Baseball’s trade deadline approaches quickly and deals have already been made. The traditional trade deadline is Thursday, and every team in baseball, not just the buyers and sellers, are affected by the event.
The Colorado Rockies are most definitely not selling, seeing as how the team is right in the middle of a very tight divisional race. But that does not guarantee that the team is buying either. As a matter of fact the Rockies have never been buyers. In three playoff seasons one could argue that not a single trade was made that heavily influenced Colorado’s outcome.
1995 - Lost LDS 3-1 to Atlanta. On July 31st, 1995 the Rockies acquired veteran pitcher Bret Saberhagen from the Mets. The Rockies “rented” Saberhagen for just nine starts, finishing with a record of 2-1 and an ERA over six. The Mets piece of that trade was 25-year-old pitcher Juan Acevedo. Acevedo only pitched in 25 games for the Mets, two of which were starts. He would eventually pitch for eight total teams, and returned to Colorado for part of the 2001 season.
2007 - Lost the World Series 4-0 to Boston. Is a trade really worth mentioning if the Rockies piece of it had an ERA over seven? (That is not a typo; ERA over SEVEN)
2009 – Lost LDS 3-1 to Philadelphia. The Rockies traded for three different bullpen pieces right before the deadline: Raphael Betancourt, Jose Contreras, and Joe Beimel. Betancourt is still with the team, and when the 38-year-old is healthy, he is a solid closer. Beimel stuck around for 2010, while Contreras moved on to the Phillies who won the World Series after rolling through the Rockies. Of the four players the Rockies sent away in those three trades only one, Ryan Mattheus, has made it to the majors. Mattheus, as of today, has appeared in 116 games out of the bullpen for Washington.
By far and away 2009 was the most productive year for Rockies deadline deals. But they were moves that solidified the ‘pen. When was the last time Hollywood made a movie about a seventh inning left-handed specialist that pitched to two batters an appearance and only had a one or two pitch arsenal? Let’s see a trade with some fireworks, like Frank Robinson to Baltimore circa 1966 (sorry to Milt Pappas if that is still an open wound).
The most obvious trades have already occurred; the Cubs are trading anyone whose contract expires at the end of the year and is worth prospects. Then the Dodgers, who are always buying, acquired Ricky Nolasco. What is the cost of these midseason trades? Well just last week the Yankees traded away $17 million and a player to be named later for Alfonso Soriano. For the Dodgers Nolasco cost three pitching prospects, none over the age of 26. Back to the Cubs and their stockpiling of prospects. When the Rangers won the bidding war for now former Cub Matt Garza it cost them their former #1 prospect Mike Olt, who was a 1st round draft choice in 2010. That wasn’t all: other brand new North-Siders include Justin Grimm (24 years old), C.J. Edwards (21 years old), and possibly two more players to be named later.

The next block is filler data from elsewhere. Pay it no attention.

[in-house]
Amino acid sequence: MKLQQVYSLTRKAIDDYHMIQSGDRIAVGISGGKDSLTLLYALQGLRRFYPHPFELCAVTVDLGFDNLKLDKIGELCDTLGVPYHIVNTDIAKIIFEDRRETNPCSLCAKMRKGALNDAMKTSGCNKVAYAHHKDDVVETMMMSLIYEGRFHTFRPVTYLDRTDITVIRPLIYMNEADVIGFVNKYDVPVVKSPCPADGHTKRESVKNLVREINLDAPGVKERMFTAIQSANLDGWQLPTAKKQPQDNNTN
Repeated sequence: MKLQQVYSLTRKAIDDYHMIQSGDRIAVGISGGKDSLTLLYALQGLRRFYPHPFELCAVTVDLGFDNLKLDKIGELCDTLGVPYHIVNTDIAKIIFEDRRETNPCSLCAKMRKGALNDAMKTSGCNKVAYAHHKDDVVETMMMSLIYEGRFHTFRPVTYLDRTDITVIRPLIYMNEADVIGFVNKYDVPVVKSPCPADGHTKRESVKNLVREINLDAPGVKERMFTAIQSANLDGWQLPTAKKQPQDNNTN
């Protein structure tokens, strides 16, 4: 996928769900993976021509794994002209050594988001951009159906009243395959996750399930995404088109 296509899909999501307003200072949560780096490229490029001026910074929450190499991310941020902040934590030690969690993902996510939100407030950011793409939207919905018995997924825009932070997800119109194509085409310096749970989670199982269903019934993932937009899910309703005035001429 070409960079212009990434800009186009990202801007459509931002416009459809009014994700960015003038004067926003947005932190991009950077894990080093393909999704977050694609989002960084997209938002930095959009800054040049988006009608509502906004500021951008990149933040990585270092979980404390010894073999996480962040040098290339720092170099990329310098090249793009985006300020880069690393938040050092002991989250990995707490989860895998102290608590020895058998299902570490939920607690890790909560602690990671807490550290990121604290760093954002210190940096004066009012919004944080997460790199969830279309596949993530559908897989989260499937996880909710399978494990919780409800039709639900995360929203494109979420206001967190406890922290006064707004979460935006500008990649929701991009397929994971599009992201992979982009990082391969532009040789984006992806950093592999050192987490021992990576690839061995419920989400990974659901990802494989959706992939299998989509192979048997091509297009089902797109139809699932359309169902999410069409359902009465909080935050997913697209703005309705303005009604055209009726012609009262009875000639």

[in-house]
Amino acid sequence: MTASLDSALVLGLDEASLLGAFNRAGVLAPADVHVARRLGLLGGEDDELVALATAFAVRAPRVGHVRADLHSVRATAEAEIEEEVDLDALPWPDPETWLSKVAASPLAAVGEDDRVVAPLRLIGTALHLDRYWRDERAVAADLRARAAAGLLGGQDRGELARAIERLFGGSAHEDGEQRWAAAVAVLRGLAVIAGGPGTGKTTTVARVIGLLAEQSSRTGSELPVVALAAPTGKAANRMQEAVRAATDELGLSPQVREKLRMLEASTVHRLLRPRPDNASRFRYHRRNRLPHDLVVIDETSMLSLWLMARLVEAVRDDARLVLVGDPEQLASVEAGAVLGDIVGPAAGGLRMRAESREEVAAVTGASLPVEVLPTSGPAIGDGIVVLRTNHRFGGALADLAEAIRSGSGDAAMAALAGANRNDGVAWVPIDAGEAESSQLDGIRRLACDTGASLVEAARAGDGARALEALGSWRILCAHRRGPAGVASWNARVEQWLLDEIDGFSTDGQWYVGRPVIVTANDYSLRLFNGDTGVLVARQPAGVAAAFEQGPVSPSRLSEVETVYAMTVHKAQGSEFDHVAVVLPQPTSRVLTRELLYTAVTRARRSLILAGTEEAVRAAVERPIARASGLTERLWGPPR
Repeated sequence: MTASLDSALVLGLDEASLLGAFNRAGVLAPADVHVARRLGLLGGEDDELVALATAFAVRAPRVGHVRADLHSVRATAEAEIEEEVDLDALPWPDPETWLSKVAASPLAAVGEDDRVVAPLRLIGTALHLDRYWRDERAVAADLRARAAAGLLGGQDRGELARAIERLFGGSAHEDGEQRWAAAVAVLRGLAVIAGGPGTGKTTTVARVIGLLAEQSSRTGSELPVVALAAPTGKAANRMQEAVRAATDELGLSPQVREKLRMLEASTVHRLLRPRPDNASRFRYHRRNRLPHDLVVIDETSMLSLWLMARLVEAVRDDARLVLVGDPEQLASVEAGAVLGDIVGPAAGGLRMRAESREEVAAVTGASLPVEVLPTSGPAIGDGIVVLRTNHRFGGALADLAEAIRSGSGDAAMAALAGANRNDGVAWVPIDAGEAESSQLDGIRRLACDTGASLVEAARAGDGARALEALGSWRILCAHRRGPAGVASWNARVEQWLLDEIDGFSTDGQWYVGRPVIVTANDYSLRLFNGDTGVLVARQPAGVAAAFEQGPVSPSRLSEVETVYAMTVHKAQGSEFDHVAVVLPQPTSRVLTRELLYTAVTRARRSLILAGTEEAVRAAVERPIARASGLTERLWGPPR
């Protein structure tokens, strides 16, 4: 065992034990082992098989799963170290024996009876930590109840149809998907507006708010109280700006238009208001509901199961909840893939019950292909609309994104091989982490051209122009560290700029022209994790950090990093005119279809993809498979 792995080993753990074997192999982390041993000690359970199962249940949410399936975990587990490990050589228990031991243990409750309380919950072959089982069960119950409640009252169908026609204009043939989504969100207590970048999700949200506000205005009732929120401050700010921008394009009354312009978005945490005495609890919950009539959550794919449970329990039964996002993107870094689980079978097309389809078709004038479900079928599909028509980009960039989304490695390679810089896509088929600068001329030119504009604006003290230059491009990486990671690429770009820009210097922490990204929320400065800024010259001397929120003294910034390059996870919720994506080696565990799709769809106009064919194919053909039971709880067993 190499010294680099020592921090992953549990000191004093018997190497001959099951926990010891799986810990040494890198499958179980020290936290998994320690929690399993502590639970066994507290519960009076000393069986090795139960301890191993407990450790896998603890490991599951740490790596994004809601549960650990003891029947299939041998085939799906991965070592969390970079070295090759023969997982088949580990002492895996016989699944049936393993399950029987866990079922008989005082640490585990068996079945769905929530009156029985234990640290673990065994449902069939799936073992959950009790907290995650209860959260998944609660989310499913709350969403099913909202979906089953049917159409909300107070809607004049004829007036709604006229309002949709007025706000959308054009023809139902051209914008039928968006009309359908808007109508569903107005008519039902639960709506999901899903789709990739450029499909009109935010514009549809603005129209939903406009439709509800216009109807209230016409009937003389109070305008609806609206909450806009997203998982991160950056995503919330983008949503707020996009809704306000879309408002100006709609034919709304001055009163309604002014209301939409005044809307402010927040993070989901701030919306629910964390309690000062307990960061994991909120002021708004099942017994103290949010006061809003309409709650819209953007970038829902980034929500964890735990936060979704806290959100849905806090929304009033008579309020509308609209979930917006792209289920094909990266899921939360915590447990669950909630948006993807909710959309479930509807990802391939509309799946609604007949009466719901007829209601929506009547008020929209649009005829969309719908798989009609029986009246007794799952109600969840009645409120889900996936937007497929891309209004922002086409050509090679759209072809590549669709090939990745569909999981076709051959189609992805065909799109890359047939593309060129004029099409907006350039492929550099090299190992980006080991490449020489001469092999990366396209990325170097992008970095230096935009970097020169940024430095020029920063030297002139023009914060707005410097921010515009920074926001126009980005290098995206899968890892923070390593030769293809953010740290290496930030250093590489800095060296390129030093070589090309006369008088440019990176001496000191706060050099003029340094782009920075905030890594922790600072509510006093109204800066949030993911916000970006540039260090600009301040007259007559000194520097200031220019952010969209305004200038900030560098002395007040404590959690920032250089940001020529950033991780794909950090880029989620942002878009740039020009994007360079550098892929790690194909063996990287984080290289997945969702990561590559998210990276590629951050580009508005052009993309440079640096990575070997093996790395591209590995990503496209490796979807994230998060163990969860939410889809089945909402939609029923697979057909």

If you don’t get the point, the Rockies just don’t see the worth in letting go potential for a player that may only be with the team for one run at the playoffs, and why would they? The Rockies are building a farm system and trying to do things the right way (reference Cardinals, St. Louis). The majority of the Rockies’ best and most promising farm talent is at the AA level and lower. But one name you may know is Johnathan Gray, the Rockies first round draft choice (3rd overall) just a few weeks ago. Gray is the Rockies #1 prospect and consistently throws 100 mph on his fastball; he is not going anywhere.
As a matter of fact four of the Rockies top five prospects were all first round draft choices in the MLB amateur draft. Perhaps the most tradable prospects in the Rockies top ten would be Corey Dickerson and Trevor Story. Dickerson, an eighth round draft choice by the Rockies in 2010, got himself to the big leagues early by hitting .371 with AAA Colorado Springs in the Pacific Coast League. Dan O’Dowd has already said Dickerson will not be traded despite a traffic jam in the outfield for Colorado with two of the three starters being All-Stars.
That leaves Trevor Story. First of all who is Trevor Story? The shortstop is the Rockies seventh best prospect according to MLB.com. He was the 45th overall draft choice in 2011, and led the Class-A Asheville Tourists to a South Atlantic League championship last season. Despite Story’s current struggles offensively, hitting just .214 with the California League’s Modesto Nuts at the Class-A Advanced level, he is still very highly regarded as a prospect.
What makes a prospect like Story so tradable? Well in this case there is a road block by the name of Troy Tulowitzki. Tulo is under contract until 2020, and has made it public he wants to play all his games with one team. That is perhaps the only reason to trade the Texas native. But when you consider the injuries to Tulo, it is not too far-fetched that he could be ”Wally Pipped” by Story one day.
Unfortunately the strategy of hoarding prospects does not help players like Todd Helton, since most of the Rockies top prospects are projected to reach the Big Leagues in 2015. If the “Toddfather” were still around it would be at the ripe old age of 41. Which is all the reason more for those current Rockies on the 25 man roster to get hot and get hot soon.
Topics: Colorado Rockies